by Dr. Roger Hicks
Even though it means the end of ski season, I love spring, when the rivers are full, the meadows are green, and the flowers and trees are in blossom. These are welcome sights for many people after a long cold winter, but for allergy sufferers the change of seasons can mean the start of weeks or months of discomfort.
If you find yourself experiencing watery eyes and a stuffed-up nose at the same time each year, you very well may have a condition called allergic rhinitis. Other symptoms include sneezing, runny nose, itchy eyes and nose, postnasal drip (mucous draining down the back of the throat), sore throat and cough. Allergic rhinitis can also cause fatigue, irritability, reduced performance at school and work, and depression.
Even if you have been lucky enough to be allergy free through childhood and adolescence, you can develop allergies at any age. And you won’t be alone - experts estimate that somewhere between 10-30 percent of children and adults in America suffer from allergic rhinitis.
Allergies develop when the immune system of a person prone to allergies is triggered by exposure to antigens, which are molecules from certain substances. The most common things that cause allergies are dust mites, animal hair and dander, molds, and pollens. Allergy sufferers produce IgE antibodies and inflammatory blood cells when exposed to one of these antigens. They combine and release inflammatory chemicals, primarily histamine, the cause of most allergy symptoms.
Allergic rhinitis comes in two flavors: seasonal, also known as hay fever, and persistent. Whether a person has year-round or seasonal allergies depends on the cause. Animals and dust mites can be around us anytime, whereas pollens are present only at certain times of the year. In our area, a common cause of seasonal allergies is cedar trees, which bloom and release their pollen only in the winter.
Features of allergies and the common cold overlap and determining which is the cause of your symptoms can be a challenge, but here are some guidelines:
• A cold generally lasts five to ten days, the virus is more likely to strike in fall or winter. On the other hand, allergy symptoms last for as long as you are exposed, which could mean weeks, an entire season, or for some people all year.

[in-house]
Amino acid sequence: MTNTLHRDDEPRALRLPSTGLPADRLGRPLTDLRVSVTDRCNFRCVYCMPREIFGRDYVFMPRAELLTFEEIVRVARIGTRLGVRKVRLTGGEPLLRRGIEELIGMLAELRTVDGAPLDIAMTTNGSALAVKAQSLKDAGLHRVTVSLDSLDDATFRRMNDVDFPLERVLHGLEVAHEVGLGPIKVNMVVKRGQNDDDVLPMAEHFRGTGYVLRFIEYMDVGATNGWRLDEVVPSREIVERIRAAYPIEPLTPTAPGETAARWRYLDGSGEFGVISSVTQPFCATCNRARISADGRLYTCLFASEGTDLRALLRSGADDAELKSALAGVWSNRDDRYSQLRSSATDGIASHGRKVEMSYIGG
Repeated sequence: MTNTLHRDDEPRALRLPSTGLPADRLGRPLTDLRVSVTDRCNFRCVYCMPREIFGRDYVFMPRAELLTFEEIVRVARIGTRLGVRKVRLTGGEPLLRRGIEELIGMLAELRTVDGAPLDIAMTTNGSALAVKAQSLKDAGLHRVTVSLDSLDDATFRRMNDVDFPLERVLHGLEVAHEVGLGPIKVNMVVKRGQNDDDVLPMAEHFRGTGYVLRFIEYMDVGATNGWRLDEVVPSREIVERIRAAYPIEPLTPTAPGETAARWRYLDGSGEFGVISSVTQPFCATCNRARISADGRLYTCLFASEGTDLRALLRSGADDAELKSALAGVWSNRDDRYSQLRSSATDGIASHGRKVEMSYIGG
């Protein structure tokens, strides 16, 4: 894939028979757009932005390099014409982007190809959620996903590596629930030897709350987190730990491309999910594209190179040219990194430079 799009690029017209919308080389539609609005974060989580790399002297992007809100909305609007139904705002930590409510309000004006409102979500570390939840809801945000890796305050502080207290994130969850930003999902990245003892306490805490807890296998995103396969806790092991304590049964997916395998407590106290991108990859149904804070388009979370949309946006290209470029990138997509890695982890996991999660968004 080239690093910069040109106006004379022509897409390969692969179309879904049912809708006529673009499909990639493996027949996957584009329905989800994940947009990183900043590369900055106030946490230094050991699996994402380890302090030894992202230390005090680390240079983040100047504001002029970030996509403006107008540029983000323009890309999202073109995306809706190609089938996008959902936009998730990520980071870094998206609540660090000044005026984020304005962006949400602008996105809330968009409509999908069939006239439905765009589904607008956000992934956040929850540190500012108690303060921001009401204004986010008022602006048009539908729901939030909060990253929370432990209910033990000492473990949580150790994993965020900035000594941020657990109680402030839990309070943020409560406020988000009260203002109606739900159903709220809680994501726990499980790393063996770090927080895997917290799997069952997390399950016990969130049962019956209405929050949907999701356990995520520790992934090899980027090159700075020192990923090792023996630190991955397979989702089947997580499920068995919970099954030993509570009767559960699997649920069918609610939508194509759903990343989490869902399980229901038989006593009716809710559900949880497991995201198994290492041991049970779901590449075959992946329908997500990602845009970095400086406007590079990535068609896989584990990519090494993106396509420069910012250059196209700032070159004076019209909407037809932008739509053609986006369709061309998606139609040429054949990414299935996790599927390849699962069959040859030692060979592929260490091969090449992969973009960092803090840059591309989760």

• Tell-tale signs of a cold are fever and muscles aches. Allergies generally do not cause fevers or muscle aches and pains, while a cold, which is a viral infection, can do so.
Be it a cold virus or an allergy, relief can come quickly with the correct diagnosis, making it easier to enjoy all that spring has to offer. Figuring out what you are allergic to is important so that you can take steps to avoid or reduce your exposure.
For example, if you are allergic to cats, stay away from cats and places where they live. If you have seasonal allergies, use air conditioners and air filters during periods of peak symptoms, close the windows at home and in your car, and stay indoors when possible. Showering before bed to remove allergens from hair and skin can help reduce contamination of the bedding. Over-the-counter saline sprays and rinses can be used to wash allergens from the nasal lining after outdoor exposure. And, there are alternative and complementary therapies, such as acupuncture, Ayurvedic and herbal remedies that can help.
If you still have symptoms, many times an over the counter steroid nasal spray, with or without a non-sedating antihistamine, can offer relief. If that doesn’t do the trick, or become severe, a trip to an urgent care facility such as Yubadocs may be in order.
A director of the Urgent Care Association of America from 2011 to 2017, Dr. Roger Hicks served as the Association’s treasurer and then secretary. He is a founder and current board member of the Urgent Care Assurance Company, a malpractice company specializing in urgent care. He is the founding President of the California Urgent Care Association. He is also the founding president of the South Yuba River Citizens League and served on SYRCL’s Board of Directors for 30 years.